Steven J Connolly

Entries in NH Tourism (3)

Saturday
Mar302013

The Swearing In. 

April 1st will be a day in New Hampshire history.

A Day In New Hampshire HistoryDRED Commissioner Jeff Rose gets sworn in.DRED Commissioner Jeff Rose.

I’ll have to be honest upfront from what I’ve seen of the Hassan Administration and her Governor’s Council the best that can be hoped for is that the voters see how little that they’re getting from the ambition that exists in Concord.

Darkness Is The Absence Of Light. Notice I Didn't Say Anything About Leadership.Ambition is the right word here.

Notice I didn’t say anything about leadership.

I’m also looking forward to any responses that I get from Commissioner Rose that I submitted via Governor’s Councilor Burton.

I’ll post them here on NHInsider.com.

Saturday
Apr142012

Does DRED Fail At Tourism? 

 

I’m finishing out the 2012 ski season over here at Sunday River Ski Area in Newry, Maine and its really great, the conditions are good and the spring skiing is the best I’ve seen in a long time anywhere; including an experience skiing in Colorado at this time of year.  

The only other ski area that I’m aware is even open now is Wildcat over in New Hampshire. I decided to come over here to Maine because of not only the conditions but the free skiing (Sunday) and the services offered to skiers namely, the streaming hot tub after a long day and then places like the Sunday River Brewing Co. and The Matterhorn among others.  

New Hampshire or at least Wildcat doesn’t offer any of this.

I’m also thinking that starting next year the new casino in Oxford, Maine should be open I believe it will be called the Black Bear Casino which is driving distance from Sunday River.

Think More Tourism in Maine.

Meanwhile over in New Hampshire…

An interesting study that could be done this summer by a legislative committee would be a study of the DRED tourism budget and a financial analysis of exactly how much return NH taxpayers are getting for their investment in this state agency that does things like run a ski area at a loss or marginal profit (depending on accounting model used), purchasing glossy advertising in places like Boston and Philadelphia and hires staff to “coordinate public relations and media activities."

Right.

So I’m going to make a reaching guess now. Maine is spending less money on its state tourism budget and actually seeing a higher financial return on its tourism related activities. And I’m also being considerate of the fact that Maine has a sales tax while New Hampshire does not.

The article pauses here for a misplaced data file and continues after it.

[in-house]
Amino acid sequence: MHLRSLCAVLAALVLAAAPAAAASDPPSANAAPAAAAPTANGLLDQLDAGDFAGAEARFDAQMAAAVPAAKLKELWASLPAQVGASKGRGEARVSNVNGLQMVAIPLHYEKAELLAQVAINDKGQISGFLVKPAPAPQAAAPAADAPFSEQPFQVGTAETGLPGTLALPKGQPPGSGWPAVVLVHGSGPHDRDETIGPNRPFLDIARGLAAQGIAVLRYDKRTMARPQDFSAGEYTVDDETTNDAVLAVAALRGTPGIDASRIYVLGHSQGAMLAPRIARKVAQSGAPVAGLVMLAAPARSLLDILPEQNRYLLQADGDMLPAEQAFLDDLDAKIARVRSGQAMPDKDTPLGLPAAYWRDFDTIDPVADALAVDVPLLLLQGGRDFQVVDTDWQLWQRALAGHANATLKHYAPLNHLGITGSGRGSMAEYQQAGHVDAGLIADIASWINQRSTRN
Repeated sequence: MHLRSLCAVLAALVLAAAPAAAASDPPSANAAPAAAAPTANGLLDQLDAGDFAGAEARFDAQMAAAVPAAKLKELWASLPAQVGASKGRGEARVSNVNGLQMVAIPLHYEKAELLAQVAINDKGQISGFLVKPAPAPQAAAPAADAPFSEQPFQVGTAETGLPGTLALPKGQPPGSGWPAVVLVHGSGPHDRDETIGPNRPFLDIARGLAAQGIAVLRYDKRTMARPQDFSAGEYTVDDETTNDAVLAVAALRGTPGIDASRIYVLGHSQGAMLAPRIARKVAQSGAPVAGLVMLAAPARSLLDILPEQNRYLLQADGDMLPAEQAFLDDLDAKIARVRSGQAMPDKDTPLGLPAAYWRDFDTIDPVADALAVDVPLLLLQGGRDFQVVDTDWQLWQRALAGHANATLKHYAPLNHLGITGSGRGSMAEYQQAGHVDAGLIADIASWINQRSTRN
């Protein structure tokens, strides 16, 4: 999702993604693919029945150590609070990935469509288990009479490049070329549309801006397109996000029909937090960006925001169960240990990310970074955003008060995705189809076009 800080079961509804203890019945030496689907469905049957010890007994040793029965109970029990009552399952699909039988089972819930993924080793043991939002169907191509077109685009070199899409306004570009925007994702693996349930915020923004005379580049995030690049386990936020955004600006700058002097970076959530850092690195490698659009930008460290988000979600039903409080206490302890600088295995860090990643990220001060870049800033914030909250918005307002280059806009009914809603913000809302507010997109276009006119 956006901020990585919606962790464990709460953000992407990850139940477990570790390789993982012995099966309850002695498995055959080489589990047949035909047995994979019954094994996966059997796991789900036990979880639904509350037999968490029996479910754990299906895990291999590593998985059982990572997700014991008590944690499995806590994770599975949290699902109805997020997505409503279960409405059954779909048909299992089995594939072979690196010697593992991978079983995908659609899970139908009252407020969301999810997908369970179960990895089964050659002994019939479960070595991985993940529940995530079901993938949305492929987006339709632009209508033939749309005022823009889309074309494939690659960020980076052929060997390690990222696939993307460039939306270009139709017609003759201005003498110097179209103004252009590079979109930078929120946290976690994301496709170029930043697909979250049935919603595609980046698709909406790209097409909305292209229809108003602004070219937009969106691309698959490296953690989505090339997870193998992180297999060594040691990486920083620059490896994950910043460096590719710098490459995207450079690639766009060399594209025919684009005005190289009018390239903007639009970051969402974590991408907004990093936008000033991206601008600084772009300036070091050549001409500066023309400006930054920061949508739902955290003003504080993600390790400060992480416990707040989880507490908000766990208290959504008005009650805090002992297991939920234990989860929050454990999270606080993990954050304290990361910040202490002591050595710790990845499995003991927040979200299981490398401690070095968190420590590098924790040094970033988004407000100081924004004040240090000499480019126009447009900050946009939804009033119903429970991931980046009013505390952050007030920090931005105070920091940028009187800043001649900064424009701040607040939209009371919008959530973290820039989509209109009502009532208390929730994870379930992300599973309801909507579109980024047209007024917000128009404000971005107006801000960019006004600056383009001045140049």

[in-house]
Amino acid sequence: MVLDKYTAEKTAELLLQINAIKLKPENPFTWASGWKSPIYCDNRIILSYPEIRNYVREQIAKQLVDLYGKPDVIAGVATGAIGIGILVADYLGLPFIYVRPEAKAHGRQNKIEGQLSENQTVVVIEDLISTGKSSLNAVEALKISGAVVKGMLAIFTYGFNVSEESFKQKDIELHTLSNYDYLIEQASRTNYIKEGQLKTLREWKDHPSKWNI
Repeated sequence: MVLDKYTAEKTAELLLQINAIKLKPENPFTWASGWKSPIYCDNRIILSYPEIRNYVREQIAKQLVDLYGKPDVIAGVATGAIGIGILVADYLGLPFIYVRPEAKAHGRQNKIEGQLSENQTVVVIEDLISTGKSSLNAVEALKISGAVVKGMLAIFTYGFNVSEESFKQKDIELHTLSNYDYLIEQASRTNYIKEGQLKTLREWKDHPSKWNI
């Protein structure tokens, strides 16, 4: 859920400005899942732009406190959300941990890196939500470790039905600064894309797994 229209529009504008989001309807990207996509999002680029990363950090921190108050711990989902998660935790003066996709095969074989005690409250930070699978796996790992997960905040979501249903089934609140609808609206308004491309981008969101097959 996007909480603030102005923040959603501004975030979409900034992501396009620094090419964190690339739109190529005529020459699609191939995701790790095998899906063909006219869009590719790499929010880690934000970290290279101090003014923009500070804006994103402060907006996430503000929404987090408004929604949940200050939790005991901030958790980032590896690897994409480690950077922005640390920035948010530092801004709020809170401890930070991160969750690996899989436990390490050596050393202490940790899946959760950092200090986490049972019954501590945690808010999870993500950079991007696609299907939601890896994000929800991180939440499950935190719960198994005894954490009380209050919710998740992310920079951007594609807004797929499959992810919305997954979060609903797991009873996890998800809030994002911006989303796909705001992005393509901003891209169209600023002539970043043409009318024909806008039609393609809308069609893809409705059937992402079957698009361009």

So does DRED fail at tourism?  

The taxpayers of New Hampshire deserve an answer to this question.

 

Thursday
Aug112011

Snow What Snow.  

 

As is my policy I do not deal in rumors on this board but this one I think is valid or at least some of the major points that were stated to me.

So several nights ago I'm having a coffee in an establishment and happen upon a gentlemen that owns two tri-axle dump trucks in New Hampshire in the summer he contracts them out to companies like Pike Industries and Continental Paving the latter of which is doing a quality job of reconstructing I-93 up through Franconia Notch. During the winter he contracts the trucks out to the State of New Hampshire DOT and uses them to plow snow. Certainly a good business model.

This is assuming that New Hampshire is going to plow snow this winter.

"The state isn't going to plow the interstate below 3" of snow and the secondary roads won't be plowed below 5" inches." he said. He also stated that in most cases, sans a severe storm all plowing on the state roadways will stop at 9-10 at night and won't resume until at least 5 am. He said that there won't be as many contractors used this year, as the state will attempt to clear all the roads on their own and "the roads they can't get to will likely be left for the next shift which could be hours." he said.

So lets assume there is something to what I've heard. I see more accidents, a loss in tourism revenue and down shifting to local communities. For starters Massachusetts drivers can't navigate on dry pavement imagine what this is going to bring. Compound this with delayed emergency response times and the delays to other drivers on the same road. Many of these secondary roads are the major arteries for towns in central and northern New Hampshire, and for example routes 49 and 175 in Campton: if they're not plowed: the roads to Waterville Valley and their own Fire Station. 

Imagine the BMW driving Harvard success matrixes that can't get to their prized condo.The Town of Campton will be plowing the roads whether the local taxpayers want to do this or not. Some of these Harvard people are very powerful. They know how to get it done their way!!! The great societal thinkers that they are.

I did make a joke though. If New Hampshire stops plowing it will be like Vermont. Vermont doesn't plow at all. I didn't get much of a response to this.

Eithier should New Hampshire.